Vast potential for government revenue


ONE source of revenue that the government constantly underestimates is law enforcement.

We’ve all seen the fact that our roads are constantly filled with people who use emergency lanes, run a red light and even speed in school and residential zones.

Thus, if there was one area that could be automated to bring huge revenue to the government, it would be the enforcement of traffic laws.

Of course, this idea is not exactly new as we have had the Automated Enforcement System (AES), which unfortunately was mired in controversy due to the government allowing a private company to enforce the law.

But all it takes is to restructure the system itself; all summonses for traffic offences would be issued by the police, and funding and maintenance of the system would be handled by the Road Transport Department (JPJ) and Public Works Department (JKR).

At the same time, JPJ could also install a system to measure vehicle emissions on top of the AES cameras. Thus, breaches of traffic laws and emissions regulations would be monitored at the same time and summonses could be issued by the relevant authorities.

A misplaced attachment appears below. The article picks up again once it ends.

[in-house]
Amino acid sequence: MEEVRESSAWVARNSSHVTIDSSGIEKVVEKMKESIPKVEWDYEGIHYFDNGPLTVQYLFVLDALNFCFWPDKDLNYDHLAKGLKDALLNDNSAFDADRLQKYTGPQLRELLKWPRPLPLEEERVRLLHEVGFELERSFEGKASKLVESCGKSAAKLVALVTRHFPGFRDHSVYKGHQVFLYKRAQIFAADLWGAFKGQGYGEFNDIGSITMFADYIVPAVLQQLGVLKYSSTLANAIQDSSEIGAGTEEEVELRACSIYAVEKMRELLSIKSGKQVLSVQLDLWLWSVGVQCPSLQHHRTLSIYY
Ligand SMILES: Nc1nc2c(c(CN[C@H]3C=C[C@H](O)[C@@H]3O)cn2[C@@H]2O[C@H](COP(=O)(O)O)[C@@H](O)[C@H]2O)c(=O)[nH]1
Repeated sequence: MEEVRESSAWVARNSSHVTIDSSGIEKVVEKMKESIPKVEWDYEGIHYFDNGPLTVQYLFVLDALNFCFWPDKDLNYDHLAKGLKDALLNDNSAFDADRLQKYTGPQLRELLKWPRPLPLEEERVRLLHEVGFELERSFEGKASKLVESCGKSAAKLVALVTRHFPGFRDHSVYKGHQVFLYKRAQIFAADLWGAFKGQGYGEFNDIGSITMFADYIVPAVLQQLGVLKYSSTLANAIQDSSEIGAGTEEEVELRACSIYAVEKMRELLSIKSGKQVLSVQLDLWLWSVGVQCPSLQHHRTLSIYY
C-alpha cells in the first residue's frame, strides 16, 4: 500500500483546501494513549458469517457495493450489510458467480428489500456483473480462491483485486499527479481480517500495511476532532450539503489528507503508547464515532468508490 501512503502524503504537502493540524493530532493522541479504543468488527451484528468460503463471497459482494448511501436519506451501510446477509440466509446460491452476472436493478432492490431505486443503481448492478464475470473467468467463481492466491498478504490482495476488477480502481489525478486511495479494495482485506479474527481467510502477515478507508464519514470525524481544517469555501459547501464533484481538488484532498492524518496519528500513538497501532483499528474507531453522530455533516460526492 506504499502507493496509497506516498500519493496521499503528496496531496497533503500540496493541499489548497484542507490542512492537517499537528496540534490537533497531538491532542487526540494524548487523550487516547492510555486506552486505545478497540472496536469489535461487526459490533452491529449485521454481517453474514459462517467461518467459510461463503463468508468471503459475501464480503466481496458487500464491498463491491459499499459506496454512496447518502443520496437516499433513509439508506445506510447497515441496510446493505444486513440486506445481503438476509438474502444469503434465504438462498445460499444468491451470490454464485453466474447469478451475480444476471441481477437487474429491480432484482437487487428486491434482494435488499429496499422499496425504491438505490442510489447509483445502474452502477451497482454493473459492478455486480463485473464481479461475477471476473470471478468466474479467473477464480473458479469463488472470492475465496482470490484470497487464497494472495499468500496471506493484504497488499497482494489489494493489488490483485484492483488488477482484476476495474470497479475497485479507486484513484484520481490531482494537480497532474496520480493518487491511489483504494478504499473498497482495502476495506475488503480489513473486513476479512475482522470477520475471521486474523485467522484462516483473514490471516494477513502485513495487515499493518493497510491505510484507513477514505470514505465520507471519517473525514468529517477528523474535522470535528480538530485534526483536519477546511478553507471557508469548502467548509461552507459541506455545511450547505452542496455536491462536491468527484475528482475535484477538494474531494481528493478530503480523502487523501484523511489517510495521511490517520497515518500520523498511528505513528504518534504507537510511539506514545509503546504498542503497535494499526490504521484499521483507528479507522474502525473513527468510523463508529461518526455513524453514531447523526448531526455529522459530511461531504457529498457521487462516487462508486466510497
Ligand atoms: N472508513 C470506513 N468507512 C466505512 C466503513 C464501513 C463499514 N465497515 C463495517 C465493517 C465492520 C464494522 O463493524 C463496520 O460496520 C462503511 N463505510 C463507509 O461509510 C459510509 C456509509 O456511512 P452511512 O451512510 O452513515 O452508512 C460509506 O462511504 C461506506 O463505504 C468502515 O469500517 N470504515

The system, if placed properly, should also issue a “red alert situation” if the same vehicle is seen speeding through two or three cameras in sequence, at which point a police or JPJ enforcement vehicle should be sent out to pull the driver over.

We could go further with the idea of technology in traffic law enforcement, particularly RFID technology.

Making RFID part of a car’s road tax, for example, and coupling the AES system with readers, would allow another easy way of enforcing road tax renewals without the hassle of a police roadblock.

As the point of the exercise is to collect revenue, it would be necessary to ensure that everyone who breached the law pays up. If a summons is not paid, why not just find the car, lock it down and leave the owner a note to go and pay up either at the police station or online?

There’s no excuse for not paying summonses these days because it can be done online, particularly in Kuala Lumpur and Selangor. There’s also no excuse in not renewing road tax because, again, it can be done online.

Implementing this system would not only generate revenue for the government but also make people think it would be better to just rely on public transport.

Will this make driving a hassle? It depends; if you’re used to obeying the law, it should be no issue. If not, then it is time to choose public transport.

HAFIDZ BAHAROM

Petaling Jaya


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